Snake charming is the practice of appearing to hypnotize a snake often a cobra by playing and waving around an instrument called a pungi. A typical performance may also include handling the snakes or performing other seemingly dangerous acts, as well as other street performance staples, like juggling and sleight of hand. The practice was historically the profession of some tribesmen in India but this is no longer the case. Ancient Egypt was home to one form of snake charming, though the practice as it exists today likely arose in India. Despite a sort of golden age in the 20th century, snake charming is today slowly dying out.
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Most people would be horrified to have snakes under their roof. But i Mr Mohd Yusof Kassim. During my hour-long show, I gets my audience to interact with the snakes, together with magic performances and comedy.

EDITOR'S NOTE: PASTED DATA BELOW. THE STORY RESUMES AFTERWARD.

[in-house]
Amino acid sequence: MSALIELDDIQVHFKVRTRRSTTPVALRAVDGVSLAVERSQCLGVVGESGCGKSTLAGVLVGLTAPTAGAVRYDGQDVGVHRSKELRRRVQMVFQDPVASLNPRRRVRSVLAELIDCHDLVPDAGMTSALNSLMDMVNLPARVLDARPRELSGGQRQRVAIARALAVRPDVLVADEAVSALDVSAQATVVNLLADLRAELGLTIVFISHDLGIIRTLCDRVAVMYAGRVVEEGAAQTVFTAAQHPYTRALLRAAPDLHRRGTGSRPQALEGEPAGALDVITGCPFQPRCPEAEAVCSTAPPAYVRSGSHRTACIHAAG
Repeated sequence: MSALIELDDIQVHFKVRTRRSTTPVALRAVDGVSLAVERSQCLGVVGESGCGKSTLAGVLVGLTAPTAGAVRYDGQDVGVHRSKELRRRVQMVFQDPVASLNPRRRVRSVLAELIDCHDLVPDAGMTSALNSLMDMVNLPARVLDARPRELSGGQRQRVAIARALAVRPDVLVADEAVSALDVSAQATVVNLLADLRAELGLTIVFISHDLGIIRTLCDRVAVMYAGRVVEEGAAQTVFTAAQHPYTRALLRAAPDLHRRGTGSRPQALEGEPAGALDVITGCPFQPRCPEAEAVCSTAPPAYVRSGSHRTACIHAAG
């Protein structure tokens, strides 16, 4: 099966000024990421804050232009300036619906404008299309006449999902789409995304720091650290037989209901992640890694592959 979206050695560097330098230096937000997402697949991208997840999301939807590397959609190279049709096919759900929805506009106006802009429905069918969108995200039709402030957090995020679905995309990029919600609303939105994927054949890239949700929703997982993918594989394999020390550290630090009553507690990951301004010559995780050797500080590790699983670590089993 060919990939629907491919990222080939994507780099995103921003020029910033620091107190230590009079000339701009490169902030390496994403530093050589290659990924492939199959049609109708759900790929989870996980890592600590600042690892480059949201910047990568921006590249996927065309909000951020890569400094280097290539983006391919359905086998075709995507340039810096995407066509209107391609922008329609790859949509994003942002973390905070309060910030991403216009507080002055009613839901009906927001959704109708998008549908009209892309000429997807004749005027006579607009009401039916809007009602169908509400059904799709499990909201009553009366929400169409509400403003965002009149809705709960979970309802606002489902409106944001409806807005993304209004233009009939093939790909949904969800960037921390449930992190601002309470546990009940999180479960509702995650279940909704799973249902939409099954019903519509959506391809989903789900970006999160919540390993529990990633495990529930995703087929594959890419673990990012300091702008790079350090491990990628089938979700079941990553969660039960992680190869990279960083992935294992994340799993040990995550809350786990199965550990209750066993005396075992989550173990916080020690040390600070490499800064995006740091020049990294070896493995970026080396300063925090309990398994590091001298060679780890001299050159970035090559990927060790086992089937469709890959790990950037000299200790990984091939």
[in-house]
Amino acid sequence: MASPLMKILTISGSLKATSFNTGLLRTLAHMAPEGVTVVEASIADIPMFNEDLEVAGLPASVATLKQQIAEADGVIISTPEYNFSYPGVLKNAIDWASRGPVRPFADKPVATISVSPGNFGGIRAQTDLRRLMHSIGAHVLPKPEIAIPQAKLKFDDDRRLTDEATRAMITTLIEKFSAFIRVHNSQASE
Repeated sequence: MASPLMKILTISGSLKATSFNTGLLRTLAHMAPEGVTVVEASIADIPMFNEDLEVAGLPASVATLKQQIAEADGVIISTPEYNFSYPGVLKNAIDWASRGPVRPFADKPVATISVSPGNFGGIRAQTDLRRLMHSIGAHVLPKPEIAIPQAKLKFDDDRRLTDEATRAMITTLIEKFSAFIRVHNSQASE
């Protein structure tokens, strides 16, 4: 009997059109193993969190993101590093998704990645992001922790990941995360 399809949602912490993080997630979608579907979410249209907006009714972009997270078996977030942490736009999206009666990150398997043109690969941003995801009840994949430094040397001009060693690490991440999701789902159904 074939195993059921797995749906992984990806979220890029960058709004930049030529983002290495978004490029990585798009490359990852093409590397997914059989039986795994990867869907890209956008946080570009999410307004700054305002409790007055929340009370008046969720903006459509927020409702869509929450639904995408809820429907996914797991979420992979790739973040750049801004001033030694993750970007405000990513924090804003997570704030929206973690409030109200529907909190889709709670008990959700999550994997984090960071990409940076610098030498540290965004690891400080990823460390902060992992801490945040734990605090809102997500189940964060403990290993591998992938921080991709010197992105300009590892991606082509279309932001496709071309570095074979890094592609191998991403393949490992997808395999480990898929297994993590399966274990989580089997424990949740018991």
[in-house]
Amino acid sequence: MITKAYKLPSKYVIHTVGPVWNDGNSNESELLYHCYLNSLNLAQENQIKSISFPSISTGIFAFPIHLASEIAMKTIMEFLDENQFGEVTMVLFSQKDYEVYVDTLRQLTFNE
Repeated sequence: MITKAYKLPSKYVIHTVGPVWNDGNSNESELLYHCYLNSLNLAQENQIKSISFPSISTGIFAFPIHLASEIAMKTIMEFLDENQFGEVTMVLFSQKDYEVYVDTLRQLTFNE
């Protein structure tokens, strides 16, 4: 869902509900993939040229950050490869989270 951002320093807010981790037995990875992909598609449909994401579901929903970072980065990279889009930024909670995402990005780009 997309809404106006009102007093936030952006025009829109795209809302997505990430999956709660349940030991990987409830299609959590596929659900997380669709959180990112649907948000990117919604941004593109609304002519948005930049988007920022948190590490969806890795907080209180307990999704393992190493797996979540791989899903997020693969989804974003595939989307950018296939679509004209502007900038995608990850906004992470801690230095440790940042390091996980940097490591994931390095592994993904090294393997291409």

Said himself did not mention the painting in his book. The painting depicts a naked boy standing on a small carpet in the center of a room with blue-tiled walls, facing away from the viewer, holding a python which coils around his waist and over his shoulder, while an older man sits to his right playing a fipple flute. The performance is watched by a motley group of armed men from a variety of Islamic tribes, with different clothes and weapons. Sarah Lees' catalogue essay for the painting examines the setting as a conflation of Ottoman Turkey and Egypt, and also explains the young snake charmer's nudity, not as an erotic display, but "to obviate charges of fraud" in his performance:.
In Singapore, this art is mainly performed by Indians although some Malays and Chinese have also picked up the skill. Most of them came from Poona, India. Any attempt to hurt or kill a snake is considered sacrilegious. In the past, cobras were also featured until a biting incident brought an end to their performances.